Song Learning Approach
(Easy, Accurate and Fast!)
Balance the left and right channels of your stereo so your voice part on the learning recording is loud enough to be easily heard above the other 3 parts.
- Listening Step — While following your voice part notes on the sheet music (if you do not read music, follow the notes visually by contour), listen to your part without singing 2 to 4 times through depending on difficulty. Listen extra times to places that seem tough or that do not seem to match what you see on the sheet music.
- Doo-doo-doo Step — Sing “doo-doo-doo” on your part 2 to 4 times through. Learn to match the pitches and rhythms of the learning recording. Set the recording louder than your “doo-ing” and let it lead your learning. Again, “doo” extra times on the tough places. If there’s a place too tough to get from the recording, see your section leader—do not “shrug-off” and rehearse mistakes. On the final doo-ing pass, set the sheet music aside and let the recording lead your ears to the right pitches and rhythms.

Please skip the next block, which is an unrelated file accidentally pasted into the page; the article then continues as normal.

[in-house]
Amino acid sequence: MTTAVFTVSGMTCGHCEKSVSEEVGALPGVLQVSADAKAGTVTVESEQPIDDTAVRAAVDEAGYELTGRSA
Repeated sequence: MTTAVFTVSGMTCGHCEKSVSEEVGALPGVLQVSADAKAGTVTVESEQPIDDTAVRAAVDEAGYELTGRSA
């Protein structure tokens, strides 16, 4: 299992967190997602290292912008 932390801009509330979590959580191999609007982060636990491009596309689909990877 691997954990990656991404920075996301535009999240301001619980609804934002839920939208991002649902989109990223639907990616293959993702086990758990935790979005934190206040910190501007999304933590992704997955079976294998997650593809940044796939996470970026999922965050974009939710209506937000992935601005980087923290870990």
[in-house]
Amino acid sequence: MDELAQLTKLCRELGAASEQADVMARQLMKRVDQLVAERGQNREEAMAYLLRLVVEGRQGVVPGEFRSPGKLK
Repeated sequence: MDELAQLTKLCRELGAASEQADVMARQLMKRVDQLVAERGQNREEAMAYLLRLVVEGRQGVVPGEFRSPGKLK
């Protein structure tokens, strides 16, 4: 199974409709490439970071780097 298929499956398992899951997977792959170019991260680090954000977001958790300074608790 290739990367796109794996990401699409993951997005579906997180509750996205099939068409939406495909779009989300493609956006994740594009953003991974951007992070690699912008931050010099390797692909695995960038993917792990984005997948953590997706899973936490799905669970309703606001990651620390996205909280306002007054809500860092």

- Muscle Memory Step — Stand and silently mime the song 2 to 4 times through with the recording. Breathe and support as if actually singing. Form vowels and consonants with lips and tongue as if you were singing a perfect rendition. Silently create the physical throat and larynx formations for accurate pitches and freely produced tone as if singing a perfect unison duet with the recorded voice. On the final muscle memory pass, set the sheet music aside and let the recording lead your ears to the right muscle memory patterns.
- Full Singing Step — Put it all together and fully sing with the recording. Let the recording continue to lead your learning on the first run-through or two. Then, on successive reps, gradually shift the channel balance on the stereo until you are tuning your voice to the other three parts quartet-style.
Material contained from “Learning A Song”
Copyright © 2002 by Jay Giallombardo
Copyright controlled by GSB Medal Music, Inc
Used by Permission All Rights Reserved.